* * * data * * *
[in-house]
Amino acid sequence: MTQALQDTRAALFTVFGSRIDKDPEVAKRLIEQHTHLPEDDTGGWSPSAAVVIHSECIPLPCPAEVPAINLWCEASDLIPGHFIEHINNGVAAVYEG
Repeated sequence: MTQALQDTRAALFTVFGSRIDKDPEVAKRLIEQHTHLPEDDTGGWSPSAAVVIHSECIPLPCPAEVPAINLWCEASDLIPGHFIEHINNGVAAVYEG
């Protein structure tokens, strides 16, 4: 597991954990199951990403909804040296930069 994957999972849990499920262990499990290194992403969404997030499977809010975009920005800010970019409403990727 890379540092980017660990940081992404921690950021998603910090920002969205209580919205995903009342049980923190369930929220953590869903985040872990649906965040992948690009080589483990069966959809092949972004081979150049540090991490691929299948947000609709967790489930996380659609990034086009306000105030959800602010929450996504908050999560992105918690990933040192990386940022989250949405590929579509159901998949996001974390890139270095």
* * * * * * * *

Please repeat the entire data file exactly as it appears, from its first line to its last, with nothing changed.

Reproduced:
[in-house]
Amino acid sequence: MTQALQDTRAALFTVFGSRIDKDPEVAKRLIEQHTHLPEDDTGGWSPSAAVVIHSECIPLPCPAEVPAINLWCEASDLIPGHFIEHINNGVAAVYEG
Repeated sequence: MTQALQDTRAALFTVFGSRIDKDPEVAKRLIEQHTHLPEDDTGGWSPSAAVVIHSECIPLPCPAEVPAINLWCEASDLIPGHFIEHINNGVAAVYEG
């Protein structure tokens, strides 16, 4: 597991954990199951990403909804040296930069 994957999972849990499920262990499990290194992403969404997030499977809010975009920005800010970019409403990727 890379540092980017660990940081992404921690950021998603910090920002969205209580919205995903009342049980923190369930929220953590869903985040872990649906965040992948690009080589483990069966959809092949972004081979150049540090991490691929299948947000609709967790489930996380659609990034086009306000105030959800602010929450996504908050999560992105918690990933040192990386940022989250949405590929579509159901998949996001974390890139270095």